The internet became: a Burger World and Sugary Coffee Outlet on every corner. Whereever you went on the internet, every page started to look the same--the same feeds, the same videos, the same content.


Oh Woe Is Us...

...for we have seen the rise of the content management system. Drupal, WordPress, whatnot. (Others have come and gone.)

The CMS is one of the many forces pushing against FFC (freely flowing content).

The content management system is misnamed. Today's CMS is not a system for managing content: it's a system for locking content inside a system, and customizing that content so it's locked in there for good.

The Content Management System is a prison, and your content has a life sentence. API's are mere windows to let in a bit of air. Visiting hours. You choose the metaphor.

There are new file formats--many proprietary. This is AOL all over again: the Walled Garden.

Books and magazines are the worst area. And here the bedfellows get really strange.

  • Google will actually scan books--the better to lock them into a file format no one's software can open--except Google's.
  • Amazon uses Google's Android operating system, but the Kindle uses its own proprietary format.
    • I remember Amazon selling pdf's, but now it's Buy Our Hardware--or else.
  • Oddly, Apple and Adobe, normally sworn enemies, collude so that magazine publishing exists in its own format, nearly inaccessible without an iPad.
    • Clearly, consumers with a spare $600 for what's basically a toy are desirable customers for magazine publishers who otherwise deep-discount their increasingly irrelevant content.
    • Adobe's software lets the same content be published to the web and to apps. But do magazines really do that? Why mouse-click when you can finger-swipe?
  • Apple is the worst of the worst. "We'll give away free stuff--so people buy our expensive hardware."
    • Free software to author iBooks in a proprietary format--sold by Apple alone, and no one else.
    • Free hosting services on iTunesU--the better to push students into buying $600 tablets.
      • A laptop can be had for $300.
      • A tablet in the Android-Amazon or Android-Google ecosystem can be had for $200.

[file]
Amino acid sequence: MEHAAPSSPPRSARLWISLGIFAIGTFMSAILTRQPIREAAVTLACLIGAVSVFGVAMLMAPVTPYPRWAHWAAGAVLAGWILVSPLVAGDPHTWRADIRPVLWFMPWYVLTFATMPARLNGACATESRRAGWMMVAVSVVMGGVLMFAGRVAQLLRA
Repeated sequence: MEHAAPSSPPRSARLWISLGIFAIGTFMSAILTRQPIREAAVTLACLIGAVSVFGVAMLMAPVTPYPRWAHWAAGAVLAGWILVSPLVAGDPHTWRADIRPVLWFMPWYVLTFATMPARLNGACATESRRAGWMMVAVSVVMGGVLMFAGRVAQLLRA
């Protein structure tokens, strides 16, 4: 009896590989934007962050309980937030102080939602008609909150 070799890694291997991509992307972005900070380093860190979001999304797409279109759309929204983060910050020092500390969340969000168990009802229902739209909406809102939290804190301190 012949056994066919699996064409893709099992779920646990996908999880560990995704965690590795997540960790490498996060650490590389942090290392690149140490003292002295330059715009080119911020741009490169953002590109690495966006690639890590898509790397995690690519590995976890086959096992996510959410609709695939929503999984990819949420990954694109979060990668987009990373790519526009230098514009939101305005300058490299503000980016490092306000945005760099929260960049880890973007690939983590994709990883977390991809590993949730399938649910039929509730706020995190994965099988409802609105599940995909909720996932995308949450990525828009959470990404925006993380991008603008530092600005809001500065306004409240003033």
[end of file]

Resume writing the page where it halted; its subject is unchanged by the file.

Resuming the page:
There Are Forces Pushing Against the Locked-Down Web.

But are they strong enough?

Ebooks: Content To Go.

  • MediaWiki and WordPress both have plugins that export to EPUB--an open-source book format.
    • Wikipedia lets me sign and and select items it will bind in a pdf or publish on paper (for a price).
  • EPUB is open-source, but it seems to be losing out.
  • Pdf's can be read on all platforms, but Adobe's clout is waning.

Easy Sharing & Permissioning.

  • Embedding is still here. Youtube still rules video sharing.
  • Twitter and link-shortening mean: sharing links is still vibrant.
  • API's mean data can be shunted out to the still-exploding marketplace of low-cost apps made by hungry developers--some teenagers.
  • Google+ made permissioning easy with Circles: put everyone you know in Circles, and share with one,
  • Google also made nearly univerals the three-tier permission hierarchy:
    • Published and searchable for all to see and find.
    • Shared by link but not indexed, not findable: public but secret.
    • Sign-in only. The strictest standard.

Most Tantalizing of All: The No-Database CMS.

Can't I just write some text files, stick them in a folder and call that my blog or web site? Yes, Virginia, there is a Santa Claus.

Various folks are doing this.


We need more services like Droppages.

  • Forget html.
  • Forget CMS's.
  • Let content hosts for videos and images do what they do.
  • Let me publish from my desktop or dropbox or some other cloud folder.
  • Let me organize files in folders again--like the Web 1.0.
  • But let me style and organize separately--with xml or some simple coding lingo.
  • Let programmers build sites and apps that bring these together in beautiful interfaces, with few or many designs, little or lots of control.

I want to Publish It From Where It Is. Once. From the cloud. From Youtube. From Flickr. All my content: pdf's, .doc files, photo sets, structured data.

I want the Piffwy Web. I weawwy weawwy do. (Okay, maybe I do need to work on my diction.)

--Edward R. O'Neill